I unloaded my groceries onto the checkout conveyor and waited for the woman in front to pay. Glancing round I saw a man in his sixties with a can of beer in each hand.
‘Is that all you’ve got?’
‘Go on, then.’ I waved him ahead. He thanked me in a quiet, polite way and took his cans to the till. I weighed him up. He was clean, and his clothing was far from shabby, though cheap. I had seen him before, standing outside the same supermarket, drinking from a can of beer. Having paid, he nodded to me again, and left the store.
As I emerged from the shop he was wheeling a bicycle across the car park. I loaded my stuff into the car and watched him from the corner of my eye. He had stopped by a concrete block on the edge of the car park, leaned his bike against it and opened a can.
As I drove away, I could not help wondering about him. Clearly, he was not a tramp or a beggar, and was in no way rough. Yet, there he was, and had been before, standing alone on a cold day on a supermarket car park drinking his beer. Why? Did he live in a hostel where alcohol was forbidden, or perhaps he had a wife who would bend his ear for drinking at eleven in the morning.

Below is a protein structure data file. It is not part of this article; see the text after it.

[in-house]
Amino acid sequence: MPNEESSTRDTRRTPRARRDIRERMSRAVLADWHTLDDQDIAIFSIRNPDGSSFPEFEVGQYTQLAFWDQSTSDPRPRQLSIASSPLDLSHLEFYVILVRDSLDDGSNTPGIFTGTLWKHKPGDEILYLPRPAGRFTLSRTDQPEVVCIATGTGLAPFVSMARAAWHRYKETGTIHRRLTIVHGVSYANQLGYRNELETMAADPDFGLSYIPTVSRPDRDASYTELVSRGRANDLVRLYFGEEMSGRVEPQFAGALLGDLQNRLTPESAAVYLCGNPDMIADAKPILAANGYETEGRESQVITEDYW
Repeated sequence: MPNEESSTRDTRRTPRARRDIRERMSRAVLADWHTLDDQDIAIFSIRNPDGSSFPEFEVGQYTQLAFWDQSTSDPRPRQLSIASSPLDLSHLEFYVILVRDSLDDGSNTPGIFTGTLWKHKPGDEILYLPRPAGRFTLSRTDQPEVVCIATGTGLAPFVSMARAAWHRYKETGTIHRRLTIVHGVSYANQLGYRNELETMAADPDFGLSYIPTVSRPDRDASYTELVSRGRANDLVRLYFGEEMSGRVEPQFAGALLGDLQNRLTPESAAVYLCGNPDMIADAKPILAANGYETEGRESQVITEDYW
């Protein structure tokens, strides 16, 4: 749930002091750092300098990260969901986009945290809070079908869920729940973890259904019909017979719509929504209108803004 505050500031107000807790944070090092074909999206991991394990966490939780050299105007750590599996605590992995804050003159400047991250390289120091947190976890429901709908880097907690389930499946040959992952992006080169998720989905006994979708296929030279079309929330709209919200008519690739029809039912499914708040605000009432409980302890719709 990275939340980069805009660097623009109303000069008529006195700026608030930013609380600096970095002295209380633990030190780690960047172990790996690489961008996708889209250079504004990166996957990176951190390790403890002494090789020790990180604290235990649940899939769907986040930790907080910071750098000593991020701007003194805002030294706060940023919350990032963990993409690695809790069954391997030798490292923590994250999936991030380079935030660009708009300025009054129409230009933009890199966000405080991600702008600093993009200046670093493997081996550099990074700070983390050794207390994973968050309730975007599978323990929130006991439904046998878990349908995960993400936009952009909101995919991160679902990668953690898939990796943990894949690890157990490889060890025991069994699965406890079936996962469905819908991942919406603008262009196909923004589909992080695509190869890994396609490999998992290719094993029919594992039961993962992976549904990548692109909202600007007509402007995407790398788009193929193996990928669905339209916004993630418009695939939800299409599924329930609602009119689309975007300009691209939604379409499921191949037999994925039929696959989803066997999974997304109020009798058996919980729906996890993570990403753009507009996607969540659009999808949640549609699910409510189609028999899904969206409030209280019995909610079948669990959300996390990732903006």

At the moment, I don’t have the answers to these questions, nor am I likely to find them in reality. I am fairly certain though, that I shall answer them to my satisfaction when I meet him again: in one of my stories. He was custom made to become a ‘character’.